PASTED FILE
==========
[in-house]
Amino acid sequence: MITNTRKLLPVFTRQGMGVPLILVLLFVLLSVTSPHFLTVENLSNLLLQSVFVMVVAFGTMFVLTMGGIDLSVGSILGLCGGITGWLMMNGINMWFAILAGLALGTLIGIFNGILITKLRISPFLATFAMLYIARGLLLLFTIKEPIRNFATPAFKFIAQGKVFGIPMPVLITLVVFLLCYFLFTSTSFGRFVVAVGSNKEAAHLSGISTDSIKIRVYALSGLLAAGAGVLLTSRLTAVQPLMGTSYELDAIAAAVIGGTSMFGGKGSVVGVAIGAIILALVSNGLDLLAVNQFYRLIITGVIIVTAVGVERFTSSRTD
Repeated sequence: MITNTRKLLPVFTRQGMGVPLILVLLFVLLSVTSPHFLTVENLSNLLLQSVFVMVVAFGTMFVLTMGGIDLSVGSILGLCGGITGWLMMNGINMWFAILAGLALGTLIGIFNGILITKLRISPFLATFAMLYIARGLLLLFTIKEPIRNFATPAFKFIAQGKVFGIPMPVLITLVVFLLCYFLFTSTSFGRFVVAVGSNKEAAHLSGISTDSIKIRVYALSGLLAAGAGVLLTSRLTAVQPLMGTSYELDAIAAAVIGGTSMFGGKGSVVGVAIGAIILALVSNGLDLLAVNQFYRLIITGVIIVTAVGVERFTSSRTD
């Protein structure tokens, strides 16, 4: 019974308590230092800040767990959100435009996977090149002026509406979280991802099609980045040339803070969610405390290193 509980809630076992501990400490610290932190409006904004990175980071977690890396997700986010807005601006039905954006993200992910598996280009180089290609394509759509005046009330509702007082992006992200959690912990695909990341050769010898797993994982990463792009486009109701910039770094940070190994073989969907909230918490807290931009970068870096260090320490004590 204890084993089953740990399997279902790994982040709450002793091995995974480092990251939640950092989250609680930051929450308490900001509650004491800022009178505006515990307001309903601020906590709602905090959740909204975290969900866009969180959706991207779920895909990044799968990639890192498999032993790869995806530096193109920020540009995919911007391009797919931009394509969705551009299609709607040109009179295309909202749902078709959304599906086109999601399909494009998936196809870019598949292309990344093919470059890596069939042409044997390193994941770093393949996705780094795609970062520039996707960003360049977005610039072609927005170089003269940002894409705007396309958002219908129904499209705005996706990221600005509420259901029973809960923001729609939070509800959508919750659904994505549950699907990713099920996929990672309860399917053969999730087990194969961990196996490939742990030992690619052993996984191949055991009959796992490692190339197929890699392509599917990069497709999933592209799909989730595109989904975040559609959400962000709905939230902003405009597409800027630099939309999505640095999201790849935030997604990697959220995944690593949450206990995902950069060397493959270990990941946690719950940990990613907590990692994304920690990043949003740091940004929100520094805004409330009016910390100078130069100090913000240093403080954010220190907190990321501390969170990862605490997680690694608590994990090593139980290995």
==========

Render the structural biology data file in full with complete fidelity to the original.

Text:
[in-house]
Amino acid sequence: MITNTRKLLPVFTRQGMGVPLILVLLFVLLSVTSPHFLTVENLSNLLLQSVFVMVVAFGTMFVLTMGGIDLSVGSILGLCGGITGWLMMNGINMWFAILAGLALGTLIGIFNGILITKLRISPFLATFAMLYIARGLLLLFTIKEPIRNFATPAFKFIAQGKVFGIPMPVLITLVVFLLCYFLFTSTSFGRFVVAVGSNKEAAHLSGISTDSIKIRVYALSGLLAAGAGVLLTSRLTAVQPLMGTSYELDAIAAAVIGGTSMFGGKGSVVGVAIGAIILALVSNGLDLLAVNQFYRLIITGVIIVTAVGVERFTSSRTD
Repeated sequence: MITNTRKLLPVFTRQGMGVPLILVLLFVLLSVTSPHFLTVENLSNLLLQSVFVMVVAFGTMFVLTMGGIDLSVGSILGLCGGITGWLMMNGINMWFAILAGLALGTLIGIFNGILITKLRISPFLATFAMLYIARGLLLLFTIKEPIRNFATPAFKFIAQGKVFGIPMPVLITLVVFLLCYFLFTSTSFGRFVVAVGSNKEAAHLSGISTDSIKIRVYALSGLLAAGAGVLLTSRLTAVQPLMGTSYELDAIAAAVIGGTSMFGGKGSVVGVAIGAIILALVSNGLDLLAVNQFYRLIITGVIIVTAVGVERFTSSRTD
């Protein structure tokens, strides 16, 4: 019974308590230092800040767990959100435009996977090149002026509406979280991802099609980045040339803070969610405390290193 509980809630076992501990400490610290932190409006904004990175980071977690890396997700986010807005601006039905954006993200992910598996280009180089290609394509759509005046009330509702007082992006992200959690912990695909990341050769010898797993994982990463792009486009109701910039770094940070190994073989969907909230918490807290931009970068870096260090320490004590 204890084993089953740990399997279902790994982040709450002793091995995974480092990251939640950092989250609680930051929450308490900001509650004491800022009178505006515990307001309903601020906590709602905090959740909204975290969900866009969180959706991207779920895909990044799968990639890192498999032993790869995806530096193109920020540009995919911007391009797919931009394509969705551009299609709607040109009179295309909202749902078709959304599906086109999601399909494009998936196809870019598949292309990344093919470059890596069939042409044997390193994941770093393949996705780094795609970062520039996707960003360049977005610039072609927005170089003269940002894409705007396309958002219908129904499209705005996706990221600005509420259901029973809960923001729609939070509800959508919750659904994505549950699907990713099920996929990672309860399917053969999730087990194969961990196996490939742990030992690619052993996984191949055991009959796992490692190339197929890699392509599917990069497709999933592209799909989730595109989904975040559609959400962000709905939230902003405009597409800027630099939309999505640095999201790849935030997604990697959220995944690593949450206990995902950069060397493959270990990941946690719950940990990613907590990692994304920690990043949003740091940004929100520094805004409330009016910390100078130069100090913000240093403080954010220190907190990321501390969170990862605490997680690694608590994990090593139980290995």